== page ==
Acid Reflux in Babies—What’s Normal, What’s Not, & When to Seek Help
By: Caroline Hilla
The nights are long, and I mean really long.
Every baby has their ‘fussy’ moments, but at what point does your little one seem more irritable than normal? Screaming for hours with a bright red face, clenched tight fists, with no chance of settling down. Seeing your baby in pain feels like torture!
Now, imagine the worst possible heartburn you’ve ever experienced, but then put it in a newborn baby’s body #ouch. You can’t blame them for screaming for hours on end with no method of communicating their pain to you.
What is Reflux? And how can I identify it?
So, what is this “reflux” or “silent reflux” you’ve been reading about on WebMD? Infant Reflux is when the contents of the stomach are backed up and washed back into the baby’s throat.
Common Infant Reflux Symptoms:
- Spitting up and vomiting
- Refusal to eat and difficulty eating or swallowing
- Irritability during feeding
- Wet burps or hiccups
- Failure to gain weight
- Abnormal arching
- Frequent coughing or recurrent pneumonia
- Gagging or choking
- Disturbed sleep
It is perfectly normal for a baby to spit-up or vomit every once in a while, after feeding. While most infants outgrow this occasional reflux, some babies can develop more severe reflux such as Gastroesophageal Reflux Disease GERD.
Untreated GERD can lead to more serious medical problems for infants, and should therefore first be evaluated by a medical professional.
Why do Babies get Reflux?
Babies are not born with fully developed digestive systems and must first train their esophagus and stomach muscles to properly swallow and digest food. To be more specific, the sphincter in the esophagus is immature and doesn’t close properly. Reflux is a common result of the undeveloped sphincter resulting in milk and acid coming back up the food pipe. Around 40% of babies experience reflux with 5% of these having five to six episodes per day. Reflux is a temporary problem that usually gets better as your baby’s digestive system matures, however those with more severe cases are advised to seek medical advice.
Is it colic or reflux?
Your screaming baby may be dealing with more than just colic. So, what’s the difference between colic and reflux and how are they related?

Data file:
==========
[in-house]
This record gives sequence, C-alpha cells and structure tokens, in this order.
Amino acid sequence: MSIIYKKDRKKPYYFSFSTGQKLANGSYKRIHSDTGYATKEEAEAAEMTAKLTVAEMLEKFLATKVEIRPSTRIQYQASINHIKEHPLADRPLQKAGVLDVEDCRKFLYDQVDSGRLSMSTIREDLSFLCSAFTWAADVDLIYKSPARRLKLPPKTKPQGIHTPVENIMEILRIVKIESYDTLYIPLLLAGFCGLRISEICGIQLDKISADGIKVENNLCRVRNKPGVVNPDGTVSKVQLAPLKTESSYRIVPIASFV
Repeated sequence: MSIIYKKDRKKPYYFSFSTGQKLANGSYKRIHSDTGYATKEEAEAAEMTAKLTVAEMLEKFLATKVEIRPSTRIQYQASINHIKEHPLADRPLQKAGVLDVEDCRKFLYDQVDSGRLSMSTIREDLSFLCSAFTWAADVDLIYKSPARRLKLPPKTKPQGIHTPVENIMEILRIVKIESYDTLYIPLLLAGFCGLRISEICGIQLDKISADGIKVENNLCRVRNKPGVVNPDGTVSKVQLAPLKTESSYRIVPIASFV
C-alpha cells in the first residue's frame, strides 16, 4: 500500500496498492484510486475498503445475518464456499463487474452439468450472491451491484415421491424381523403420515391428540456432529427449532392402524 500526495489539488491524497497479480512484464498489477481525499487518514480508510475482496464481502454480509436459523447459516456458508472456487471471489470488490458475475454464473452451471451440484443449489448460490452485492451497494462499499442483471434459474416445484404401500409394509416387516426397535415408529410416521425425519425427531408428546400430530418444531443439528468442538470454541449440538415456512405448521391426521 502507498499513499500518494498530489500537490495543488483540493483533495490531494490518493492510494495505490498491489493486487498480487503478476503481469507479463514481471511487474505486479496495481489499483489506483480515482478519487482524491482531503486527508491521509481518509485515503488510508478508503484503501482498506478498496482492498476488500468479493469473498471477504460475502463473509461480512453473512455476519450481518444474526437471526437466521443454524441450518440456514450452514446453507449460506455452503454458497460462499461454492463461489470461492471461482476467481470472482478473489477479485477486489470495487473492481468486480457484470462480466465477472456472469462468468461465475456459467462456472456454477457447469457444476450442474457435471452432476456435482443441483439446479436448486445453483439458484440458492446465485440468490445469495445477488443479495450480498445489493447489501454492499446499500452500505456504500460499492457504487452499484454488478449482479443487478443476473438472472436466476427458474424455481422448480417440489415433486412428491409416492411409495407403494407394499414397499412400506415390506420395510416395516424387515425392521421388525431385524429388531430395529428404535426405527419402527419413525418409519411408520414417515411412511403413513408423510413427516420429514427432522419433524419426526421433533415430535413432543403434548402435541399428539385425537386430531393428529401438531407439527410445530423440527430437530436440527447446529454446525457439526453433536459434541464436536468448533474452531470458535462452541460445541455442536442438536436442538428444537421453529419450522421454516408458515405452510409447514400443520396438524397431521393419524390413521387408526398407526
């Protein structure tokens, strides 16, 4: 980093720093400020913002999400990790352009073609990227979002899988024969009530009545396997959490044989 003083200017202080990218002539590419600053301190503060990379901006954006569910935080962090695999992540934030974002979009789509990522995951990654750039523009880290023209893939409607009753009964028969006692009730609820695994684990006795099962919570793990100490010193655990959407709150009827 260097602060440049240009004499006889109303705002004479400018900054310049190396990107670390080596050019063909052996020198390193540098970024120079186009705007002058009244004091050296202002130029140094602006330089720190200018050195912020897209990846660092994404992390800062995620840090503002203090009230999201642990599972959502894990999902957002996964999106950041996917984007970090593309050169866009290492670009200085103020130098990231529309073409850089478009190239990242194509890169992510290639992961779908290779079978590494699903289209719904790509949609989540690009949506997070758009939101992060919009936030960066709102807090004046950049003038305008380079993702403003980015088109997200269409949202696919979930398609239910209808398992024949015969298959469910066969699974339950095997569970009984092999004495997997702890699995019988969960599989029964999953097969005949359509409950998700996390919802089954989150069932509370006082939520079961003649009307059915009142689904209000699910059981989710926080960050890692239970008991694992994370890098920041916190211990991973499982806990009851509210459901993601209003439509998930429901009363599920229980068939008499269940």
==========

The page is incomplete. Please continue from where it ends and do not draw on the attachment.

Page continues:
Colic can be defined as uncontrollable, extended crying in babies who are otherwise healthy and well-fed. All babies cry, but when they cry for more than three hours a day, three to four days a week, they are said to have colic. Colicky babies can feel very uncomfortable as a result of swallowing lots of air during long crying spells. This can cause infants to feel gassy and irritable. Untreated cases of reflux can sometimes be the cause of colicky behavior. In such cases, treating the reflux could completely eliminate the colic.
When should I see a pediatrician?
Recognizing the symptoms of severe acid reflux in newborns is helpful when deciding whether or not to consult your family pediatrician. If your baby has one or more of the following symptoms, it is recommended to consult your pediatrician for professional medical advice:
- Isn't gaining weight
- Consistently spits up forcefully, causing stomach contents to shoot out of his or her mouth (projectile vomiting)
- Spits up green or yellow fluid
- Spits up blood or a material that looks like coffee grounds
- Refuses food
- Has blood in his or her stool
- Has difficulty breathing or a chronic cough
- Begins spitting up at age 6 months or older
- Is unusually irritable after eating (on a regular basis)
Pediatricians may advise infants with severe reflux to try anti-acids, eliminate cow’s milk, or use feed thickeners. Every baby is different, therefore please consult with your Pediatrician before determining which treatment options best fit your baby’s needs.
Tips for preventing reflux
- Hold your baby in an upright position for 30 minutes after each feeding
- Try smaller more frequent meals
- Feed your baby in an upright position
- Try burping your baby every 3 minutes while feeding
- If bottle-feeding, use a bottle with a slow flow nipple. Using a flow rate bottle while pace feeding is a great way to reduce reflux. mimijumi is a slow flow bottle baby bottle designed to mimic a mother’s breast in form, feel, and function.
Remember, never feel apprehensive to consult your Pediatrician, because no one knows your baby better than you do. Understanding the basic ins and outs of acid reflux in infants will help you to identify common symptoms and potentially relieve your baby of the pain they may be experiencing.
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